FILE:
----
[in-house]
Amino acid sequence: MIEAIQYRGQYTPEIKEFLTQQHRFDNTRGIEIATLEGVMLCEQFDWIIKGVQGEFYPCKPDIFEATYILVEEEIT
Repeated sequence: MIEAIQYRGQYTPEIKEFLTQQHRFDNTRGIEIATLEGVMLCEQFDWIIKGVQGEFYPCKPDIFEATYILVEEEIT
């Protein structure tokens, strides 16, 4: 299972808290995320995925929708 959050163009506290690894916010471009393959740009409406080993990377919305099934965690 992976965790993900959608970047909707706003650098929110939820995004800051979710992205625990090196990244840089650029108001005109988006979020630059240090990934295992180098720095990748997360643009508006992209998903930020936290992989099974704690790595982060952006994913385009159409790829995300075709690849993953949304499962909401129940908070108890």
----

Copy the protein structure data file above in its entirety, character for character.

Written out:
[in-house]
Amino acid sequence: MIEAIQYRGQYTPEIKEFLTQQHRFDNTRGIEIATLEGVMLCEQFDWIIKGVQGEFYPCKPDIFEATYILVEEEIT
Repeated sequence: MIEAIQYRGQYTPEIKEFLTQQHRFDNTRGIEIATLEGVMLCEQFDWIIKGVQGEFYPCKPDIFEATYILVEEEIT
């Protein structure tokens, strides 16, 4: 299972808290995320995925929708 959050163009506290690894916010471009393959740009409406080993990377919305099934965690 992976965790993900959608970047909707706003650098929110939820995004800051979710992205625990090196990244840089650029108001005109988006979020630059240090990934295992180098720095990748997360643009508006992209998903930020936290992989099974704690790595982060952006994913385009159409790829995300075709690849993953949304499962909401129940908070108890």